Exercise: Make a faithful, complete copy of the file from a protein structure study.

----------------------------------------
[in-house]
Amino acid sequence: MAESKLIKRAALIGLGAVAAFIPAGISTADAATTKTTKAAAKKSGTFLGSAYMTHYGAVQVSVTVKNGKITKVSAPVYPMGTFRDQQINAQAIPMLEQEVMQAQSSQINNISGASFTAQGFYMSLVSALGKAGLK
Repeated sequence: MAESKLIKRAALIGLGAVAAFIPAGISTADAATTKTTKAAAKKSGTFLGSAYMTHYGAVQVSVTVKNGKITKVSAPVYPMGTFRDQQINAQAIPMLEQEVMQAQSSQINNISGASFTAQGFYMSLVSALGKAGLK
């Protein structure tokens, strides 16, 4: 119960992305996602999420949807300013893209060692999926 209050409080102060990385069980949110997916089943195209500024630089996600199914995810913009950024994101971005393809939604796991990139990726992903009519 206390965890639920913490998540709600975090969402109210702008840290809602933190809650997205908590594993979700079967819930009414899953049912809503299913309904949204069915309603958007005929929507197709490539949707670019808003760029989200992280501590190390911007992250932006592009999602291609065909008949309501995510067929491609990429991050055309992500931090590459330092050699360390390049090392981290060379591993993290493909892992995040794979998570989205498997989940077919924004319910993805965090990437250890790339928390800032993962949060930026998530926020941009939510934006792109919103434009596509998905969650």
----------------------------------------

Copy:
[in-house]
Amino acid sequence: MAESKLIKRAALIGLGAVAAFIPAGISTADAATTKTTKAAAKKSGTFLGSAYMTHYGAVQVSVTVKNGKITKVSAPVYPMGTFRDQQINAQAIPMLEQEVMQAQSSQINNISGASFTAQGFYMSLVSALGKAGLK
Repeated sequence: MAESKLIKRAALIGLGAVAAFIPAGISTADAATTKTTKAAAKKSGTFLGSAYMTHYGAVQVSVTVKNGKITKVSAPVYPMGTFRDQQINAQAIPMLEQEVMQAQSSQINNISGASFTAQGFYMSLVSALGKAGLK
């Protein structure tokens, strides 16, 4: 119960992305996602999420949807300013893209060692999926 209050409080102060990385069980949110997916089943195209500024630089996600199914995810913009950024994101971005393809939604796991990139990726992903009519 206390965890639920913490998540709600975090969402109210702008840290809602933190809650997205908590594993979700079967819930009414899953049912809503299913309904949204069915309603958007005929929507197709490539949707670019808003760029989200992280501590190390911007992250932006592009999602291609065909008949309501995510067929491609990429991050055309992500931090590459330092050699360390390049090392981290060379591993993290493909892992995040794979998570989205498997989940077919924004319910993805965090990437250890790339928390800032993962949060930026998530926020941009939510934006792109919103434009596509998905969650």